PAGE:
Pop-Tarts should do a few limited foodie editions for hipsters to eat ironically. Persimmon with honey frosting. Havarti with sweetened dill and vinegar glaze. I don't know. Free ideas.

Anyway, the bold risk-taking was all used up on half of a persimmon wedge.

Today while up in Perth we had lunch at Guzman y Gomez in trendy Northbridge, a little walk-in place that's kind of like the brown adopted child of Chipotle and Baja Fresh. Their "enchilada" is more of a sauced-up land-not-hand burrito, but it was good enough to look forward to trying again, except maybe a quesadilla and taco next time.

Over this lunch, I tried to explain mtDNA to Mike, whose Full Maternal Sequence results just came in last night. I tried to explain twice. Apparently I don't talk out loud enough about DNA testing for genealogy because the phrase "midichlorian DNA" actually pushed past my lips at one point. Oh Lordy, don't let me cousins with Anakin "Yipee!" Skywalker.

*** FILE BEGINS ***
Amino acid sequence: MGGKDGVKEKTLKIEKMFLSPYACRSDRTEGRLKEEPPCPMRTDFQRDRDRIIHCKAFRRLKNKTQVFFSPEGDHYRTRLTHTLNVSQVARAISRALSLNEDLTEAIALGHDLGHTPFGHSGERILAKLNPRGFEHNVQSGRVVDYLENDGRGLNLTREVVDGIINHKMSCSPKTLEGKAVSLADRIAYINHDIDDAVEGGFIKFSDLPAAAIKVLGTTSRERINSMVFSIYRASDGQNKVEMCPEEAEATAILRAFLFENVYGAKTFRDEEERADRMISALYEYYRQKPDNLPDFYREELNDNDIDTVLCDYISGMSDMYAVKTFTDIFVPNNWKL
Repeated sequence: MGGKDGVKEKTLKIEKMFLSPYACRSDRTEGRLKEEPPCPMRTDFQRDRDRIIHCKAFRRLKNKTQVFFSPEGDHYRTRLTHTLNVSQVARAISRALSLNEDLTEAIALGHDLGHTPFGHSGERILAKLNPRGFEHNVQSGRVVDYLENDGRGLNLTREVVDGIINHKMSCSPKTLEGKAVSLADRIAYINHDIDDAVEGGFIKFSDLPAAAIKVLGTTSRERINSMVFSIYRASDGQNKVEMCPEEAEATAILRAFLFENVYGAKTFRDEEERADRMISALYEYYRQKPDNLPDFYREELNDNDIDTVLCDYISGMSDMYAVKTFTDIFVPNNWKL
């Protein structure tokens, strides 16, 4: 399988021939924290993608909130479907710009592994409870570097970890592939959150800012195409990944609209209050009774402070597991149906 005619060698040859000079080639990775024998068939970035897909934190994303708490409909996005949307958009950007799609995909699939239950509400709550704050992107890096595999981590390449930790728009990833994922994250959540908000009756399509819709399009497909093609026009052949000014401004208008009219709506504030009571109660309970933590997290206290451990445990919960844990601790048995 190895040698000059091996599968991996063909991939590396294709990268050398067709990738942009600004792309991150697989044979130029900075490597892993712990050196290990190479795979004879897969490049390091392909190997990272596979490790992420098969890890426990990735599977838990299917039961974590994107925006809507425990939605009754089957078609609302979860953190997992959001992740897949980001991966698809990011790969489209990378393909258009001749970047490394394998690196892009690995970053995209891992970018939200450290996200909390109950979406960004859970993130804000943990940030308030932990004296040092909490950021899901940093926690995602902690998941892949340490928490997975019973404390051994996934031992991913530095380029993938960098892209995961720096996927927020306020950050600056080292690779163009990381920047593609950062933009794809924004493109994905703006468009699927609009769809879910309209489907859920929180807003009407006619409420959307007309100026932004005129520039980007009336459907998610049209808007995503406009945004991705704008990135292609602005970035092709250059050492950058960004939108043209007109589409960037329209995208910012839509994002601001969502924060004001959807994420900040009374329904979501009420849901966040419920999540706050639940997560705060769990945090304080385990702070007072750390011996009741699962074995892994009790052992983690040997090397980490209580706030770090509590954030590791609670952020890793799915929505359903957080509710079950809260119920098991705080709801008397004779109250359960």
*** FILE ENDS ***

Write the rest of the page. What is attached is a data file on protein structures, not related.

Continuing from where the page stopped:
I also signed up for a State Library card today. (As usual, all mentions to "today" are to the day that ended a few hours ago.) The woman at the "welcome" desk hesitated, since I live 90+ minutes away. What was the point, her pauses and shoulders suggested.

Later I discovered that if I "upgrade" my card by showing my driver's license, I will have access to all kinds of databases from home. But... I had to show my driver's license to get the card? 

The clusterbuggery of bureaucracy aside, I just checked my remote access, and it's already in place, which means the card does have value, after all, librarian-lady. Some days I understand Charlie Sheen, I truly do.

I may have to get lost in the "AustLit" database so I can stop being the evil person who says "Who?" whenever some Aussie author is chosen as a text to study by Mike's department instead of, say, Shakespeare.

There's one author in particular who seems to be read by each grade, to the point where I've become skeptical that Western Australia has ever produced more than one writer... and perhaps no writers who aren't also the siblings of a high-up mucky-muck in the state education department. (Luckily the person in question has talent and recognition that supercedes my hyperbolic digs - nepotism alone doesn't put your face on a stamp - but the situation still amuses me.)